Landing on the moon is a source of national pride for 90 percent of Americans. It is a source of personal satisfaction to the other 10 percent, for whom seeing a hoax in it is preferable to celebrating mankind’s greatest accomplishment.
While mostly a fringe moment, the idea has been endorsed by the Fox Network and that greatest of modern astrophysicists, Whoopi Goldberg. The most frequent protest focuses on an allegedly waving flag. It is pointed out the moon has no atmosphere and no wind. But the flag is not waving. The creases in the flag were due to it having been folded during the trip, and the only time it moves is when it’s touched. After this touch, the flag takes much longer to settle than it would on Earth, due to the lack of atmosphere critics had been so fond of addressing.
Another argument centers on the Van Allen Belt, where Earth’s magnetic field intensifies solar radiation. Critics say a trip through the Van Allen Belt could never be survived. But this would be like arguing that an X-ray would be fatal. A two-second exposure to an X-ray is fine. A two-hour exposure would not be. It would take at least a week of hanging out in the Van Allen Belt doing astronaut stuff for someone to be killed.
Conspiracy theorists gleefully note the lack of exhaust flames when the astronauts began their return trip. But this is because the propelling agent was a mixture of nitrogen tetroxide and Aerozine 50, which produces transparent gas.
The lack of stars in the background is also raised. Having passed a freshman-level photography class, I know that shots taken with a fast exposure and small aperture fail to capture faint objects on a dark background.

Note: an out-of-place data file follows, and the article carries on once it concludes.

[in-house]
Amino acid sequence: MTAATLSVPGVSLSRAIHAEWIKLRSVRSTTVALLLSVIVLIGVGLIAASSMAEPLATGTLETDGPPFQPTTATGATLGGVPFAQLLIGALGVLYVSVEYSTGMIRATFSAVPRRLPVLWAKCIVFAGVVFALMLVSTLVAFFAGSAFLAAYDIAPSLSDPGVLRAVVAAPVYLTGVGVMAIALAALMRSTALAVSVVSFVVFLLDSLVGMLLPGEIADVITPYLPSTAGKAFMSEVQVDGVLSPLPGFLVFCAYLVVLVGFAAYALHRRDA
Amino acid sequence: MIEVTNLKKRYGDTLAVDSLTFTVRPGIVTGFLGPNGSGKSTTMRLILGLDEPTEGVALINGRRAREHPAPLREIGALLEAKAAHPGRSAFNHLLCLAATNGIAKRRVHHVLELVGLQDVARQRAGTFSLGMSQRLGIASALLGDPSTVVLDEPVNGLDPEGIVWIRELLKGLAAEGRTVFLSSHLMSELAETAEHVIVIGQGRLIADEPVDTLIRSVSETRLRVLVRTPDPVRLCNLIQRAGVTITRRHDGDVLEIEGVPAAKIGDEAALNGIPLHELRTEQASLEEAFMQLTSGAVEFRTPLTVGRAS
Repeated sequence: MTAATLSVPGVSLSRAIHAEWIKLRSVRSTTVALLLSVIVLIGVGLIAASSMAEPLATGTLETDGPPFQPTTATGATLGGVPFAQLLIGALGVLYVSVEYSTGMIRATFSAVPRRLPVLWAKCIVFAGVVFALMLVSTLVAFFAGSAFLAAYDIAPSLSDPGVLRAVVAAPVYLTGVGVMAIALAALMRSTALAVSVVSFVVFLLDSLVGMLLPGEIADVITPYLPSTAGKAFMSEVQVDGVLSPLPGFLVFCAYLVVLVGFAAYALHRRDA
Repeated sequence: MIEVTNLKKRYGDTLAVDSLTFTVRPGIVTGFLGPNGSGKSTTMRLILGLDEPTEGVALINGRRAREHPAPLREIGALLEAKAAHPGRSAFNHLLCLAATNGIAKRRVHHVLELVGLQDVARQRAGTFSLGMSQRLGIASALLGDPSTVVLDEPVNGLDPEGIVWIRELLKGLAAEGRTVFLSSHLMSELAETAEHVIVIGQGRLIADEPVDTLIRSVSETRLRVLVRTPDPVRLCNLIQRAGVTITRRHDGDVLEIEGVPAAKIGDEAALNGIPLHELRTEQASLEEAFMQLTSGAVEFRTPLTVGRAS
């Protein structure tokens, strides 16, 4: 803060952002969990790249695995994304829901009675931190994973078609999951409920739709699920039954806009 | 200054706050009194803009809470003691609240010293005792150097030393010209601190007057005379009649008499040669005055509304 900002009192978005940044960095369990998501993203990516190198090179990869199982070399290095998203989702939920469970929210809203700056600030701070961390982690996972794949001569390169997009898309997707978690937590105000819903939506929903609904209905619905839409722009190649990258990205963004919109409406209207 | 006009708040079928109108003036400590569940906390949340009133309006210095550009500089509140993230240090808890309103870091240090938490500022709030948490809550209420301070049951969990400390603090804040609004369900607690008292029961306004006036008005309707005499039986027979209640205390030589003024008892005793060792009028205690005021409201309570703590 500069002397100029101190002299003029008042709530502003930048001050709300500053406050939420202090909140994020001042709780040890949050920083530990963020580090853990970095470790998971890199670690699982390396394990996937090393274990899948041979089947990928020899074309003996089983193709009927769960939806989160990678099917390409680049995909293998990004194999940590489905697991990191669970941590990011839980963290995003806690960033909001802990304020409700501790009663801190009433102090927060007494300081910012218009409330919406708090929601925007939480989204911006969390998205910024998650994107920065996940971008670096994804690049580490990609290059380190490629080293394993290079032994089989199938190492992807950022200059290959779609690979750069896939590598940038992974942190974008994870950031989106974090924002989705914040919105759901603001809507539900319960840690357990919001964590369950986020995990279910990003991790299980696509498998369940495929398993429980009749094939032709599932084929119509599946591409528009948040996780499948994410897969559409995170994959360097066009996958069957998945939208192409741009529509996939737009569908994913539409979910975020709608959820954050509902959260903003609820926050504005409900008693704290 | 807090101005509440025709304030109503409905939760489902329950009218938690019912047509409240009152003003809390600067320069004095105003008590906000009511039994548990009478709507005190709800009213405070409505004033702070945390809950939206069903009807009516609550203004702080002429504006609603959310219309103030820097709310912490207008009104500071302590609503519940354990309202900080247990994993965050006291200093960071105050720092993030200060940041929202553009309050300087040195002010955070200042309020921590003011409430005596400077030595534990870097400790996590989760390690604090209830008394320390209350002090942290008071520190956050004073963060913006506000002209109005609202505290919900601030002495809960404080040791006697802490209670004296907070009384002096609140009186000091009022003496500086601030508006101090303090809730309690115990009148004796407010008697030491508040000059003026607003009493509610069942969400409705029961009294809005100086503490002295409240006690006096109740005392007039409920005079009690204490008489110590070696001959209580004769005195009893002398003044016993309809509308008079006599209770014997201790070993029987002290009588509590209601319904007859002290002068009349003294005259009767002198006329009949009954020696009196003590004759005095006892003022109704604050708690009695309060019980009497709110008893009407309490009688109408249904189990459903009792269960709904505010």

A couple of more arguments focus on a Hollywood explanation. Critics think that shadows from objects going in different directions indicate multiple light sources. However, if there had been multiple light sources, the astronauts and equipment would cast more than one shadow. The shadows go in multiple directions because they are distorted by a low sun and uneven surface. Keeping with the movie studio theme, propononets of the hoax theory point out a supposed letter ‘C’ on a moon rock, and claim this is a stage prop. However, the letter isn’t on the original NASA negatives or prints, and is a hair or fiber that got onto a reproduction.
Still another claim is that since moon dust is dry, it wouldn’t take a boot imprint, much as how dry sand won’t take prints. But moon dust is unlike sand. Its particles have different sizes and shapes. Its more like talcum powder, which does take prints when dry.
Perhaps the laziest point is wondering how a photograph of Neil Armstrong could have been taken unless someone was standing there to snap it. The shot was taken on a still camera mounted on the Eagle lander. Moreover, remote cameras left on the moon snapped the departure. These were relatively well-known facts at the time and even the most superficial investigation would have revealed this answer.
Frustrated by these refutations, moon landing hoax proponents will resort to challenging NASA to end the supposed controversy by having the Hubble Space Telescope take photos of equipment left behind. But all that’s left is the 12-foot wide Eagle lander, much too small an object to be captured. And even if it could be photographed, the idea that it would silence hoax proponents is itself a hoax. Conspiracy theorists, by their nature, consider any contrarian evidence to be part of the conspiracy.
For instance, they cited Neil Armstrong’s reticence and few public appearances to be proof he was hiding something. Simultaneously, Buzz Aldrin’s high public profile, including his decking of a conspiracy theorist, was evidence that he was feeling the heat of the hoax coming undone.
The only way hoax proponents could possibly be convinced is if they were sent to the moon themselves. I’ve heard worse ideas.
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You’ve heard worse ideas?